The Bottom Line: A hard-hitting psychological thriller wrapped in romance and eroticism, suspense and keen observations about our public personas.
When Anika Kristiansen married her TV evangelist husband, Soren, she imagined she was entering a lifetime commitment to a faith-based marriage. That dream is shattered when Anika learns that Soren, who has grown both more successful and more abusive over the years, has abducted their 5-year-old son. The charismatic leader offers his frightened son this chilling explanation: “We have to hope that Mommy doesn’t become one of the devil’s servants. That’s why we can’t try to contact her. Understand?”
For help on the case, Anika contacts an old friend, psychologist Dan Whitney. Fans of Jones’ razor-sharp first novel, Walls, will recall that Whitney embarked on an erotic sexual adventure with his wife to Palm Springs that ended in her death. Three months after those tragic events, the widower seems to be in an emotional tailspin. Dan isn’t just romantically involved with a woman standing trial for murder – he’s also attracted to his old friend, Anika. Does he have the emotional strength to help Anika find her son, while keeping his new romance on track at the same time?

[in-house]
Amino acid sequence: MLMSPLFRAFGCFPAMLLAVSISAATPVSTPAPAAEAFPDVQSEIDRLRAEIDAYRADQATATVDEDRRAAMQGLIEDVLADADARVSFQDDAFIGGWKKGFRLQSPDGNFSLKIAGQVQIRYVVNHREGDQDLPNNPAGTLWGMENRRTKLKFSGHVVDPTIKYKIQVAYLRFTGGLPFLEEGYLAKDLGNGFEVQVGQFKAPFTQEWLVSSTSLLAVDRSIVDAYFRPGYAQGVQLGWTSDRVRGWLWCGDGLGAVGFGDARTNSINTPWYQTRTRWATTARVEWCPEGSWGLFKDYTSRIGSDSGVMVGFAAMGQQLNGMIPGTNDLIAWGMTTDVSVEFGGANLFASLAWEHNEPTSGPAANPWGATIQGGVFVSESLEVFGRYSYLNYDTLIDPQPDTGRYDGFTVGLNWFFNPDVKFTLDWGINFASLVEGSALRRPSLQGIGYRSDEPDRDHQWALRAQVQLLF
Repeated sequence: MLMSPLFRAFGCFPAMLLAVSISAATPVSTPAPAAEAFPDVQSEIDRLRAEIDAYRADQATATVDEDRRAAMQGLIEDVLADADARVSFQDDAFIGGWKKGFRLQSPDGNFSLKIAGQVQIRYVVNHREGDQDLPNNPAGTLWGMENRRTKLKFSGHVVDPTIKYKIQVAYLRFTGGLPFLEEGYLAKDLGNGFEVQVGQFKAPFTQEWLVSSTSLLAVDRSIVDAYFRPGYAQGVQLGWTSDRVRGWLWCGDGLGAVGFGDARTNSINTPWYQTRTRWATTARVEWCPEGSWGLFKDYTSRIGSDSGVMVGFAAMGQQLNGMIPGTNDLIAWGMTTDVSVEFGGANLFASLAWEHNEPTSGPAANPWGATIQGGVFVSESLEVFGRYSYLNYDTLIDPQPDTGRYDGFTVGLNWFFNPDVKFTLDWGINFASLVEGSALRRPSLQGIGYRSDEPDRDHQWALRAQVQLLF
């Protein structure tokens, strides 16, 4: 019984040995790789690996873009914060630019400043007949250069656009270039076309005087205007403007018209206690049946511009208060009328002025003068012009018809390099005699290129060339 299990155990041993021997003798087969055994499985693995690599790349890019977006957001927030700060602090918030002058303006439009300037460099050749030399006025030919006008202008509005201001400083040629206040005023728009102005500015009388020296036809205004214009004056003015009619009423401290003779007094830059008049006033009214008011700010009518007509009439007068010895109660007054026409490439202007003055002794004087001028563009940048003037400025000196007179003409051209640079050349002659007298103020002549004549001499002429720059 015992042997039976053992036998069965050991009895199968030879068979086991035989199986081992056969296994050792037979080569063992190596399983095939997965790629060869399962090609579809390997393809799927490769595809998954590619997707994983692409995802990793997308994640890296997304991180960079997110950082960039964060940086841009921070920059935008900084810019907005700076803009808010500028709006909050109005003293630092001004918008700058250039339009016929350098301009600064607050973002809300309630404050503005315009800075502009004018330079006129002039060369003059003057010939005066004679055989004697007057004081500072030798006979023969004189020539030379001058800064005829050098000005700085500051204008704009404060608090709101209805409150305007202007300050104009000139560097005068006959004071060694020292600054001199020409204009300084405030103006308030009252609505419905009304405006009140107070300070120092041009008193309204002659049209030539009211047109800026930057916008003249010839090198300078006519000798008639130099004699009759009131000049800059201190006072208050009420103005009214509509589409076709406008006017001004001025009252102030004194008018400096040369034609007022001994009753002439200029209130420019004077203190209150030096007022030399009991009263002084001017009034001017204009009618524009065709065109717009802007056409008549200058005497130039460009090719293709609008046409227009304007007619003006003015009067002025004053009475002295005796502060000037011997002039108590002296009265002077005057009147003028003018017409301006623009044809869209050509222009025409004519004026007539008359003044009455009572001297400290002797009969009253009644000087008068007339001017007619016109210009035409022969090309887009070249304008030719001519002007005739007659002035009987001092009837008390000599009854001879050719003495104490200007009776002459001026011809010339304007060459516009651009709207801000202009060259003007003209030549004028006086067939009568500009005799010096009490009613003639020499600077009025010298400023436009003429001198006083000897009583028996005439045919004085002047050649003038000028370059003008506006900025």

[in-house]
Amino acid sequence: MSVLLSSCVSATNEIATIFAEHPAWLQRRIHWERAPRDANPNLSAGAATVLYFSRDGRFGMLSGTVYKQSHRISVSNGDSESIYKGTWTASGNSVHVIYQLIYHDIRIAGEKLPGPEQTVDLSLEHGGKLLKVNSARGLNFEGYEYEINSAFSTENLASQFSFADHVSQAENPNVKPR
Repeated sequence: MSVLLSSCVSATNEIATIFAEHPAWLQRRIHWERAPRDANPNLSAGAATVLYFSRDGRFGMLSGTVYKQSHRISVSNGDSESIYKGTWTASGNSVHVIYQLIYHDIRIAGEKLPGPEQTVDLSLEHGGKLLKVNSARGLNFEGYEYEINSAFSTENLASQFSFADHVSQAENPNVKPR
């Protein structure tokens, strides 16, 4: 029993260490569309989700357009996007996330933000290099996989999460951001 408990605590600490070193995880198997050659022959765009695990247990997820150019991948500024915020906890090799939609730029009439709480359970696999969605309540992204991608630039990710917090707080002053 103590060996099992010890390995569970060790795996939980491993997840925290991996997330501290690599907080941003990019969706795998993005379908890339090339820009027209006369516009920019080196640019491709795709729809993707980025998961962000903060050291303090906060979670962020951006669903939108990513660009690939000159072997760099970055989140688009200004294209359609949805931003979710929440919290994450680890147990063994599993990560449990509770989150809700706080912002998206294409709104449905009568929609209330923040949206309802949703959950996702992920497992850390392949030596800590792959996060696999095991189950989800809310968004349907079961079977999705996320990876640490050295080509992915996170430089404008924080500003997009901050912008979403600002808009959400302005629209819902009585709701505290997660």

As you might guess from the book title, this second installment in Jones’ Identity Trilogy is populated with characters that aren’t really what they seem: a popular TV preacher secretly abuses his wife while also operating an online porn empire; a devoted church wife who never really had much faith to begin with; a masked dominatrix toying with a middle-aged man. Jones uses symbolism cleverly (see the Cirque de Soleil performance) to further this theme, while teasing us with doses of sex that never seem gratuitous (“Punish me, Dan. Spank me or use the crop. I deserve to be punished for all I’ve put you through”).
Reading Walls before Faces is highly recommend. Like its predecessor, Faces uses alternating points of view to provide perspective on the plot and its characters. The pacing is superb, and the cast sprawls ever larger. But this time out, Jones wisely channels much of the book’s emotional weight through Dan. Delving ever deeper into Dan’s psyche is a task that Jones – who is himself a clinical psychologist – does extremely well, finding seemingly endless fodder for analysis within the construct of a compelling thriller. Faces is a terrific setup for what is sure to be an explosive end to the series.